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ECPL employees led buy-out experience.

An Event of great significance in the corporate history of Pakistan.

The first ever employee led buy-out of Engro Chemical Pakistan Limited (ECPL) from Exxon Corporation was an event of great significance in the corporate history of Pakistan. It generated a great deal of interest in the employee ownership concept as it heralded the arrival of collective entrepreneurship of the professional salaried class.

Employee ownership is desirable because apart from wider dispersal of ownership which is socially needed, the employee buy-out enables employees to enjoy the fruits of their labour. This is highly motivating and leads to greater efficiency and productivity of an enterprise. With the government pushing for speedy privatisation of state-owned enterprises the timing of the Engro buy-out seemed very fortuitous as it unleashed tremendous energies for employee buy-outs in other enterprises. The ECPL buy-out is unique from most management or employee buy-outs in the world. Firstly, as it involved all of the employee population, and secondly, because it involved a major urea plant expansion at a substantial capital cost.

Two factors provided the driving force behind the employee buy-out of Exxon equity. First was the need for the company to expand and grow for long term survival and the second was to protect the organisational culture and the value systems that the employees had become used to working for one of the largest multinational companies in the world - Exxon, for more than two decades.

Exxon owned 75 per cent of the ECPL equity, while the general public including public sector financial institutions owned 25 per cent of the shares. ECPL urea plant was set up in 1968 and at that time this was the single largest foreign investment in the country and Exxon commanded over 70 per cent of the market share. Over the next 20 years although the plant was gradually expanded to more than 150 per cent of the original design capacity, it lagged behind the industry in urea capacity increases. Consequently, ECPL market share continued to decline until it reached the current about 12 per cent level.

To check the declining market share, ECPL developed a long range strategic plan. As part of this plan a world scale new urea plant was considered but it required huge investment and could not be considered economically attractive. In order to reduce the investment, ECPL with the assistance of Exxon Chemical Technology division, came up with the idea of relocating used ammonia and urea plants. The cost of this expansion project, which would more than double the ECPL existing plant capacity, was estimated at approximately US $120 million (Rs. 300 crores). This was a large investment judging from any standard and therefore created a dilemma for Exxon. On the one hand, Exxon fully supported the expansion project as being attractive and critical to ECPL's long term survival. And on the other, Exxon did not see investment in fertilizer business as consistent with its global business strategies. Fertilizers were not Exxon's core business. Exxon had already disinvested or closed down fertilizer plants in Philippines, Malaysia etc., and only two plants had remained one in Canada and the other in Pakistan.

Under the circumstances, Exxon decided to disinvest in favour of a party that would see fertilizer as core business and be willing to invest to expand the facilities. But the main concern was that after Exxon's disinvestment ECPL's expansion project could be in jeopardy and the employees value system/culture could be threatened. This could make it difficult to run the company successfully. The interests of the company, its customers, its employees and all of its shareholders had to be protected. An employee buy-out appeared to be the only way the expansion project could proceed on which ECPL had done considerable work to bring it to such an advanced stage of development. It was gratifying that Exxon Chemical management agreed to give ECPL management the option to purchase Exxon equity in ECPL on certain conditions.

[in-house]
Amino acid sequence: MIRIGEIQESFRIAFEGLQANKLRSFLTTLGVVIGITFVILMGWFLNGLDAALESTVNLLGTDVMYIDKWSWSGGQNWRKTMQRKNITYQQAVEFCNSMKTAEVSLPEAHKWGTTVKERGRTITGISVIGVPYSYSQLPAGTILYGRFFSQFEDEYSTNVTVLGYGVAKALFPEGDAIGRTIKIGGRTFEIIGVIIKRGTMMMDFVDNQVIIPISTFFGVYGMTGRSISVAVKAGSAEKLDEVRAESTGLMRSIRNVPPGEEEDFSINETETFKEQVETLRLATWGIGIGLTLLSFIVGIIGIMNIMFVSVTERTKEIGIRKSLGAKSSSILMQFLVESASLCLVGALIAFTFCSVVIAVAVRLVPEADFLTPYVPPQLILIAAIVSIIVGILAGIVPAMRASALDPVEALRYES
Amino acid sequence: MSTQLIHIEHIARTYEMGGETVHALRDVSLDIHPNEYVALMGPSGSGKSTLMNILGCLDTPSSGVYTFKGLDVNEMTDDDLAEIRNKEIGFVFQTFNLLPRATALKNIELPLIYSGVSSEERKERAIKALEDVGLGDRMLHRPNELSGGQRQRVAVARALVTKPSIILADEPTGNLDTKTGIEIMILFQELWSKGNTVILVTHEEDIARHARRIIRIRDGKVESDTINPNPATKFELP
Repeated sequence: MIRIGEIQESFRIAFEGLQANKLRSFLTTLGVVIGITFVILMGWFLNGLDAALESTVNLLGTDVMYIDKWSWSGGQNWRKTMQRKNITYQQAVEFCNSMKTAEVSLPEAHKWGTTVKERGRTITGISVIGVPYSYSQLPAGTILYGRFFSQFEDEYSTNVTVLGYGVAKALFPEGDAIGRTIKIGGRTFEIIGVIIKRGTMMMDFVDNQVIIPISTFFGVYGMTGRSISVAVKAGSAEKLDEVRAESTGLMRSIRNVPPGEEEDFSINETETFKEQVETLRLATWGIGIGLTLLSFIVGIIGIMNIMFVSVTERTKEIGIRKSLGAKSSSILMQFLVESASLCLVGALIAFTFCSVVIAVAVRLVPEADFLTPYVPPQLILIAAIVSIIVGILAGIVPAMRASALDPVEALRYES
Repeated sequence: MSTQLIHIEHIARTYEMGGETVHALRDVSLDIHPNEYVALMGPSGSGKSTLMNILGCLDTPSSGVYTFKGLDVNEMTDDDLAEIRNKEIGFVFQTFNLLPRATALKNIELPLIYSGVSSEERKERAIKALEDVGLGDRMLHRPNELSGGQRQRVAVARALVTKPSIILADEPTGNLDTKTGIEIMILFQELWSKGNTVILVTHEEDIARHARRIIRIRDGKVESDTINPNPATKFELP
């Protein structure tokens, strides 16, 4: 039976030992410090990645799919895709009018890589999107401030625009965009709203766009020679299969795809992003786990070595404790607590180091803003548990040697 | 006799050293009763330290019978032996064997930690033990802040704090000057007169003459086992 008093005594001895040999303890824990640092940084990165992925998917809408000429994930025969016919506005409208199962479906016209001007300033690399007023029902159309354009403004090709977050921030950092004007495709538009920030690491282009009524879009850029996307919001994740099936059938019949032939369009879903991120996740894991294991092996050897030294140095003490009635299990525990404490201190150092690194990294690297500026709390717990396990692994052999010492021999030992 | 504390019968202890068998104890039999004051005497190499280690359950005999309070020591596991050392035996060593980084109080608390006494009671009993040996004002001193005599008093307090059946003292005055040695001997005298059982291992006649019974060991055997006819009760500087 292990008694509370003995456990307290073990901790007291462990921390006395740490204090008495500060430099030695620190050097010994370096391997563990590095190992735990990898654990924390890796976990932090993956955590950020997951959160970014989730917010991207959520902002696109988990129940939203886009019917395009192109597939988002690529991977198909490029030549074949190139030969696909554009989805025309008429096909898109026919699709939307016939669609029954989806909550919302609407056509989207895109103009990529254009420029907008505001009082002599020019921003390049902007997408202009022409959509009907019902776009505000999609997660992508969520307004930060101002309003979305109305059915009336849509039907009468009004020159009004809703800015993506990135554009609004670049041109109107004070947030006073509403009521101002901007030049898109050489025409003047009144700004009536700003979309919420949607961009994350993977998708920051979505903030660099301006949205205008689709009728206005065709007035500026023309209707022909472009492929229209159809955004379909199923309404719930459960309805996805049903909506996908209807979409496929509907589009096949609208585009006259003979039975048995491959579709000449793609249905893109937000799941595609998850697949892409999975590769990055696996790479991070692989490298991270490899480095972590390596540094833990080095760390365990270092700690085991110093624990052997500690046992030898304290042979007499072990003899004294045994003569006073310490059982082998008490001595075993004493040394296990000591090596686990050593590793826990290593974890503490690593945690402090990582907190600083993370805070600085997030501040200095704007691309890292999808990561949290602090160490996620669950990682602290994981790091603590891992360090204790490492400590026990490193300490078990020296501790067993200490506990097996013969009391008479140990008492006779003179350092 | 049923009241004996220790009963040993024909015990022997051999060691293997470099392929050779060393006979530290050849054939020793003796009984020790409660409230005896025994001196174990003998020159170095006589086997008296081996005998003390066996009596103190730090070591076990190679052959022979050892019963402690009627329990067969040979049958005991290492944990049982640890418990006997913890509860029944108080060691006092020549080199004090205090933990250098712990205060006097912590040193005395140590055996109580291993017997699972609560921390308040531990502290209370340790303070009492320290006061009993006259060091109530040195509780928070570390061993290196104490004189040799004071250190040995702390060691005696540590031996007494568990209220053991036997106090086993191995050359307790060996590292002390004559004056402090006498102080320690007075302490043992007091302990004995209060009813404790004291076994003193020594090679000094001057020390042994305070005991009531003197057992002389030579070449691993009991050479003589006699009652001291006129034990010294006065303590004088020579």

All of ECPL employees and annuitants, numbering over 500, were invited to participate in the ownership plan. The employees though disappointed to hear Exxon's plans to disinvest, were overwhelmingly enthusiastic about the employee buy-out. They recognised that this was the only way for the expansion project to proceed and to protect Exxon's system of management, vision and values. Apart from this, the project itself was expected to be an attractive investment.

A team of senior managers was set up to develop the various facets of the buy-out such as formation of Employee Trust, raising financing to facilitate the employee purchase of the shares etc. An equitable formula was developed for allocation of shares amongst all employees. A plan was developed and successfully implemented for placing the remainder of the equity that the employees could not themselves purchase.

The complexity of the buy-out can be gauged from the fact that the stock market capitalisation of 75 per cent of ECPL equity amounted to over a billion rupees. Since the expansion project was an integral part of the employee led buy-out proposal, approximately US $120 million (approximately Rs. 300 crores) on top of the equity capital had to be raised at a time when the Gulf war was on and commercial banks had little appetite for long term project financing in Pakistan.

The ECPL buy-out strategy was based on leveraging the company for raising funds for the expansion project and leveraging the employees to raise enough finances that would give the employees the management control. As commercial banks were shy, the IFC was approached for support. They were invited to participate in the equity buy-out also as partners of the employees group while their advice was solicited in putting together the equity acquisition package. IFC liked this idea and agreed to help. AFIC, CDC, NDFC and other financial institutions soon followed with an equity stake as well as with funds for financing the urea expansion project.